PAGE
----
Rooftop Solar Power in Australia Forced Fossil Fuel Plants to Give Away Free Electricity
An explosion of rooftop solar cells combined with low demand made for some funny accounting in Queensland, Australia, last week.
Solar power, now the fourth-biggest source of energy in the state, has driven prices so low that on July 2, the cost of electricity from fossil plants was minus $100 (AUD) per megawatt hour. Essentially, the coal plants had to give away free power or pay for people to use it rather than shut down their facilities, which would have been more expensive to operators.
As Boy Genius Report points out, it’s currently winter in the Southern Hemisphere, and Queensland has built too many coal plants, so we shouldn’t jump to wild conclusions. Still, with increased investment from China to North Carolina, the future is looking bright for solar energy.
Queensland is a special case due to local overbuilding of coal power plants and bad policy decisions. This is an example of how the rapid growth of solar energy is catching governments off guard. More than a million Australians have already installed rooftop panels, causing demand for electricity supplied by traditional utilities to plunge. According to analysis from UBS, demand for electricity in Australia has dropped by 13% over the past four years. 75% of Australia’s residential buildings and up to 90% of commercial buildings may be equipped by rooftop solar panels within 1o years.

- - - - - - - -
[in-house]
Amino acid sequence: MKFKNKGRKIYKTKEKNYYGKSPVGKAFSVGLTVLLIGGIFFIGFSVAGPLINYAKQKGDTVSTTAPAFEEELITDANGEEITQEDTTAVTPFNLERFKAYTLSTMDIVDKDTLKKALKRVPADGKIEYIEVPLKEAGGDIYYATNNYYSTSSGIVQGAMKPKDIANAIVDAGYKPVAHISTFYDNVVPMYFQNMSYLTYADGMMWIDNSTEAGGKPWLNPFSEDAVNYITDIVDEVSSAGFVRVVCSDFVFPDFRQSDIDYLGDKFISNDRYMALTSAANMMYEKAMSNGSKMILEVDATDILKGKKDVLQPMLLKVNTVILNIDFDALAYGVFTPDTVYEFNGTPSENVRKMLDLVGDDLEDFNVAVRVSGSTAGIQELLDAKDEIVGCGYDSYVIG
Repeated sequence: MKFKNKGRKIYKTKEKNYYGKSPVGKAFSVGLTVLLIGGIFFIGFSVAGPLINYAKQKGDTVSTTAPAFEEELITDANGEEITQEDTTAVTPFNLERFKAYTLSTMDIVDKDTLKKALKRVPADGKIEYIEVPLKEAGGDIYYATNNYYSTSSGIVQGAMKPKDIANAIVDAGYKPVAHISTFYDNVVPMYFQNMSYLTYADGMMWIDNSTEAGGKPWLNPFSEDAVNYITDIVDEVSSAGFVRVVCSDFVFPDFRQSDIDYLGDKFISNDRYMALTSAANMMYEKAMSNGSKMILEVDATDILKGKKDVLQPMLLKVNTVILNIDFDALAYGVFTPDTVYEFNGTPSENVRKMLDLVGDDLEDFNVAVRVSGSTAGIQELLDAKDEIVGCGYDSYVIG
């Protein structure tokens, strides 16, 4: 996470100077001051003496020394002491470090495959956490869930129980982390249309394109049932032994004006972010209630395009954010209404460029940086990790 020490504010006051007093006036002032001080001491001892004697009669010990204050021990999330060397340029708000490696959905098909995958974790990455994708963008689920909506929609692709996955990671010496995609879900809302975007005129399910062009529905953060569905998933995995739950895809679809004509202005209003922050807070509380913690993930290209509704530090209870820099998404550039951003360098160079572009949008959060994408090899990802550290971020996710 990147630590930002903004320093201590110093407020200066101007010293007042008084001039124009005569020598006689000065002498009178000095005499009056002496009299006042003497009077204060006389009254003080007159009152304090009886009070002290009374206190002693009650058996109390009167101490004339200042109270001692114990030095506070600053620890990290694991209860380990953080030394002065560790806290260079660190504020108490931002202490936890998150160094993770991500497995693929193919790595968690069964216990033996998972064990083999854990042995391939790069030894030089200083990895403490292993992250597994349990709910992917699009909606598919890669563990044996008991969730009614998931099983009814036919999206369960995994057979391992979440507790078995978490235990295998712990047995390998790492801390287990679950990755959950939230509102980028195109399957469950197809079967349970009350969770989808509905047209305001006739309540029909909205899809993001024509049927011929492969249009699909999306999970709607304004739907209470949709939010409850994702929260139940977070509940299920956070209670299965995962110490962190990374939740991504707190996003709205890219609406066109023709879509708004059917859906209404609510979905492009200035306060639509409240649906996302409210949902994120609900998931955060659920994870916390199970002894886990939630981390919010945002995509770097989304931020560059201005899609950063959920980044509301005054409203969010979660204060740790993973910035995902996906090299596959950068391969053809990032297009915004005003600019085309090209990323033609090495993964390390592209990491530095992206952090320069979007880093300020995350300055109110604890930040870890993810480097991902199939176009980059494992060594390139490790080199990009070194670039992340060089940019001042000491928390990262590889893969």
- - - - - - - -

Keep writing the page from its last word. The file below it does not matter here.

Apple recently announced plans to expand its massive North Carolina solar power farm substantially. China’s solar power panel production is expected to double by 2017 as the country focuses on creating massive economies of scale to help drive down panel pricing. Various American tech companies are trying to compete against China’s raw government subsidy policies by introducing advances in materials, such as thin-film photovoltaic technology.
This dramatic rivalry between American and Chinese solar panel industries is likely to yield substantial reduction in solar power costs over the next five years. By the end of the decade, the idea of homes and companies getting close to self-sustaining regarding energy production and consumption may become the norm in the sunnier American states.
Here’s an Aussie news report from a year ago about Queensland’s solar scheme:
— Posted by Peter Z. Scheer